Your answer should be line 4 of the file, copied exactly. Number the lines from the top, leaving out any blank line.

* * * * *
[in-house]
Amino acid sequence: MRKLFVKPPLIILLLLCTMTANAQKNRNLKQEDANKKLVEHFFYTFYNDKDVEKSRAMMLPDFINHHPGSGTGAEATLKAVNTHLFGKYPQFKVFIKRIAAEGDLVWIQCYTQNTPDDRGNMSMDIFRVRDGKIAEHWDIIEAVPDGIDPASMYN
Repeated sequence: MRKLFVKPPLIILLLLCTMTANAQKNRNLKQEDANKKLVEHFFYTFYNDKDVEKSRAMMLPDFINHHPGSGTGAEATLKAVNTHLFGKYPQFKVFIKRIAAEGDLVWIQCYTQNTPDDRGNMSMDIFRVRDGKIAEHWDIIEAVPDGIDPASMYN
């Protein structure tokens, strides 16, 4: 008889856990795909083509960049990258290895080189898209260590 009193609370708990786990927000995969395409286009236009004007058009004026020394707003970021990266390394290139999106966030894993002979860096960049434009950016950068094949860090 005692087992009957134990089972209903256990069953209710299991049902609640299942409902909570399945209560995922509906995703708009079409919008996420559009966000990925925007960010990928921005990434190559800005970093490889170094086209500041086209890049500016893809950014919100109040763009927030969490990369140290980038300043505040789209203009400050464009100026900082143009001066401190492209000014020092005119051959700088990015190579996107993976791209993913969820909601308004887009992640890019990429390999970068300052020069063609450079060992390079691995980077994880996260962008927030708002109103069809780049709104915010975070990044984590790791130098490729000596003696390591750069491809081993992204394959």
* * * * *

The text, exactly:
């Protein structure tokens, strides 16, 4: 008889856990795909083509960049990258290895080189898209260590 009193609370708990786990927000995969395409286009236009004007058009004026020394707003970021990266390394290139999106966030894993002979860096960049434009950016950068094949860090 005692087992009957134990089972209903256990069953209710299991049902609640299942409902909570399945209560995922509906995703708009079409919008996420559009966000990925925007960010990928921005990434190559800005970093490889170094086209500041086209890049500016893809950014919100109040763009927030969490990369140290980038300043505040789209203009400050464009100026900082143009001066401190492209000014020092005119051959700088990015190579996107993976791209993913969820909601308004887009992640890019990429390999970068300052020069063609450079060992390079691995980077994880996260962008927030708002109103069809780049709104915010975070990044984590790791130098490729000596003696390591750069491809081993992204394959």